Kanye’s back in the news, but this time it’s not over any controversial tweets, outbursts, or new music – but because a Hungarian musician refused $10,000 from the rapper for a sample on his track New Slaves.
Gabor Presser received an email shortly before Kanye West’s 2013 album Yeezus was released. The email gave him 24 hours to respond stating West “would like to work out a deal with you as soon as possible”. When Presser didn’t respond he received a $10,000 cheque upon the insistence that he license his music for Kanye – he never cashed the cheque.
Presser is now taking the rapper, producer, fashion icon, and part-time delusional egotist to court over the sample of his band Omega’s 1969 song ‘Gyongyhaju Lany’. The song is described by Presser as “one of the most beloved pop songs ever in Hungary and across eastern Europe”.
The song features prominently for the second half of New Slaves as instrumental backing. Presser’s complaint said that: “Kanye West knowingly and intentionally misappropriated (the) plaintiff’s composition. After his theft was discovered, defendants refused to deal fairly with (the) plaintiff.”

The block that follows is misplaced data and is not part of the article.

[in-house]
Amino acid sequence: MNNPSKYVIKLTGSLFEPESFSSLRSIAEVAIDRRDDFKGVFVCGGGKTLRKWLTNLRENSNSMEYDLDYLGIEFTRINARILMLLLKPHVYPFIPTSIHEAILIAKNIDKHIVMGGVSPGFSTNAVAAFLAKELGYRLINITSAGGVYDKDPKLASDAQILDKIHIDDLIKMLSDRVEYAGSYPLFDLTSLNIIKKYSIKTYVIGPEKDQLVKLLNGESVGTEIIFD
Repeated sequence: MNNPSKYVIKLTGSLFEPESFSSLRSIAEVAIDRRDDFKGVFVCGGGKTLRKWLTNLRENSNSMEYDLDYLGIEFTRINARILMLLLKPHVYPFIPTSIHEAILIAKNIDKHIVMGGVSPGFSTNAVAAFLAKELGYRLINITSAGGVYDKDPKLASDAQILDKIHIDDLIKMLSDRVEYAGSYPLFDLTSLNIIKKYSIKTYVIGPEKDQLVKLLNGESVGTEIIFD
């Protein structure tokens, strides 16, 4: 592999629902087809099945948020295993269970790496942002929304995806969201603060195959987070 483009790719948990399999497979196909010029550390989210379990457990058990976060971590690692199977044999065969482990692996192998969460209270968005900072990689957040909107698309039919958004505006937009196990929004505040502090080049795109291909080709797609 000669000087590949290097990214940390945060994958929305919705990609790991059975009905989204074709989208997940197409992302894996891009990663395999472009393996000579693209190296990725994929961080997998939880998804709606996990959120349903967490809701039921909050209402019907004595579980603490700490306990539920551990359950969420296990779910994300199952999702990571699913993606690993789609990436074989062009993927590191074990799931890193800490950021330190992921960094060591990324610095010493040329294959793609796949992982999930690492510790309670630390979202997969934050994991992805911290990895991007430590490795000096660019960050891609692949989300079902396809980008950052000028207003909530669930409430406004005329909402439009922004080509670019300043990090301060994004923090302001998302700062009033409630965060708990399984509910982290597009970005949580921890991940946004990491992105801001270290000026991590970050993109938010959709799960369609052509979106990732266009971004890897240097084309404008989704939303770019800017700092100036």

It’s not uncommon for copyright disputes in the music industry, in fact it’s incredibly common. Just recently Led Zeppelin have been trialled over the opening melody to their famed track Stairway To Heaven. In hip-hop, a genre rife in samples of other music, it’s especially common – however normally an artist of West’s caliber would appropriate a license rather than just releasing it anyway.
As devastating as it may be the number of unreleased tracks out there because copyright licenses couldn’t be acquired we don’t think the correct answer is to go for it, send a cheque, cross your fingers, hope for the best. Presser is looking for at least $2.5 million in damages for copyright infringement.